In September, as Scott Shackford reported, a three-judge panel of the 5th Circuit Court of Appeals denied a motion to enjoin the State Department from censoring the American organization Defense Distributed. The Department back in 2013 threatened them with prosecution for hosting computer files that instruct 3D printers to make a plastic pistol, one the company calls “The Liberator.” Defense Distributed have since then complied with the department’s demand.
Provocateur and author Cody Wilson, who runs the organization and built and fired the first 3D-printed plastic pistol (I profiled him in a Reason feature in 2013), believes that State Department threats to treat hosting such files as the equivalent of exporting illegal munitions amount to a prior restraint violation of their First and Second Amendment rights.
His arguments are detailed in my May 2015 reporting on the launch of his lawsuit against them and a variety of specific officials involved in defense-related trade controls. (The Second Amendment Foundation is also a plaintiff in the suit.)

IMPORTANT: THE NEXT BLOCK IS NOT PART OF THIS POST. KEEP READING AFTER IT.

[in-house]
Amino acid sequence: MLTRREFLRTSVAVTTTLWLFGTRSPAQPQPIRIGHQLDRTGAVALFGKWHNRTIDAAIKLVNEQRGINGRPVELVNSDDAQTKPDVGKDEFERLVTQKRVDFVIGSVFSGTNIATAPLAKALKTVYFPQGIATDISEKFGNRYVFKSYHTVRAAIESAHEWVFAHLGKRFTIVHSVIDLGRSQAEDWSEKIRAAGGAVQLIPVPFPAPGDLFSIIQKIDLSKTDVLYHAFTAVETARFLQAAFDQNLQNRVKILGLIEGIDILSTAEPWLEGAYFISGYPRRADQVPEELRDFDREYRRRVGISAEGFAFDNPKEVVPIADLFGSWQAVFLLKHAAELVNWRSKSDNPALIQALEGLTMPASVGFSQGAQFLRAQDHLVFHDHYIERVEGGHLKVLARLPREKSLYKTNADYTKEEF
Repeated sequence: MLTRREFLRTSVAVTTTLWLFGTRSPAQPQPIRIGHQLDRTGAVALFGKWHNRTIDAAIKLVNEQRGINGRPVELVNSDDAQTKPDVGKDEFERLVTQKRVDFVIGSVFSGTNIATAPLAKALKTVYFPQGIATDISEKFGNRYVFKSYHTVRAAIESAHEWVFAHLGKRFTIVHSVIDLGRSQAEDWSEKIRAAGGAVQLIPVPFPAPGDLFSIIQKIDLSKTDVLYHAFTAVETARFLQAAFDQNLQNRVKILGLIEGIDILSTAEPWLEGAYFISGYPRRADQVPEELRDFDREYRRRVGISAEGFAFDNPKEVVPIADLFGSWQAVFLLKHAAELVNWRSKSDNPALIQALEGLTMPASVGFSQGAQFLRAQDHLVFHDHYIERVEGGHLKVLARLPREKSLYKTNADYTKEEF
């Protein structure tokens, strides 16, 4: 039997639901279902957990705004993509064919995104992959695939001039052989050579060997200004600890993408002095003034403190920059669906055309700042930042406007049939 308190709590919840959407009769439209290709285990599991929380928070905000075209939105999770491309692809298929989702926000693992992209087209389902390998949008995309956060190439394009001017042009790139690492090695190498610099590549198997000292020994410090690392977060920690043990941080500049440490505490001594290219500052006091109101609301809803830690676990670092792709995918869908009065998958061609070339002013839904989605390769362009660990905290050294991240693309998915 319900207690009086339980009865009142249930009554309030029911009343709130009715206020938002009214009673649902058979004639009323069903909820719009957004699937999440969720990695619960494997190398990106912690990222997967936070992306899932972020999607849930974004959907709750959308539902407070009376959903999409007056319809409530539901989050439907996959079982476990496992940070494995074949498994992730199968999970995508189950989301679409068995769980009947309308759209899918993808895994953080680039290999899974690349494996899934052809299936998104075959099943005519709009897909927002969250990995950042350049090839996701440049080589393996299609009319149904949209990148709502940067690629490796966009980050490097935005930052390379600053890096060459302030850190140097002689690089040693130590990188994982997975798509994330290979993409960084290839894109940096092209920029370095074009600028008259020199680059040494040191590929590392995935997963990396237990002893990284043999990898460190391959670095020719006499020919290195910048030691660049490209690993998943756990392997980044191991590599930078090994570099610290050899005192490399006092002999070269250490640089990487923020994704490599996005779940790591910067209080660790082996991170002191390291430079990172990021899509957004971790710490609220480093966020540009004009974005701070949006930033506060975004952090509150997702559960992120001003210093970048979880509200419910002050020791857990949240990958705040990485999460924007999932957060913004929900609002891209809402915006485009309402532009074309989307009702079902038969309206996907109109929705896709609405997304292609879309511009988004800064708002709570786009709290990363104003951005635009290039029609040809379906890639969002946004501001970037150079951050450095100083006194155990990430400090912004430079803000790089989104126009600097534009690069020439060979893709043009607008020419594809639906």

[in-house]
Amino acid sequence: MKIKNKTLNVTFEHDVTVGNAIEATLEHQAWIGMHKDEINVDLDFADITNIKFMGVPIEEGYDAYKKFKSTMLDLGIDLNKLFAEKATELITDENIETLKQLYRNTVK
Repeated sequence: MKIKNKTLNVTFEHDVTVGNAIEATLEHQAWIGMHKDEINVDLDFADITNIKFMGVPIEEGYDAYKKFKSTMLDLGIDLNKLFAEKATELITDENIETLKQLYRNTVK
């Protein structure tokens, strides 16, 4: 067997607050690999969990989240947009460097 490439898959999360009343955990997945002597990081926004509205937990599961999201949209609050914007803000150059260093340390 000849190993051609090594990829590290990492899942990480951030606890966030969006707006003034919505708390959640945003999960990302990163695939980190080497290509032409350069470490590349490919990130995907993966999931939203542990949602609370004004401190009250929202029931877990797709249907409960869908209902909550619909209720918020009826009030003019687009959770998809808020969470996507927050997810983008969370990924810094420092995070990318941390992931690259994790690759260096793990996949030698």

Defense Distributed’s legal team, including Alan Gura (who has won two substantial victories for the Second Amendment at the Supreme Court), filed on Friday a petition to the Fifth Circuit for an en banc rehearing (before the entire Court, not just a three-judge panel) of the injunction request.
The original panel declared that since:
National security might be permanently harmed while Plaintiffs-Appellants’ constitutional rights might be temporarily harmed strongly supports our conclusion that the district court did not abuse its discretion in weighing the balance in favor of national defense and national security.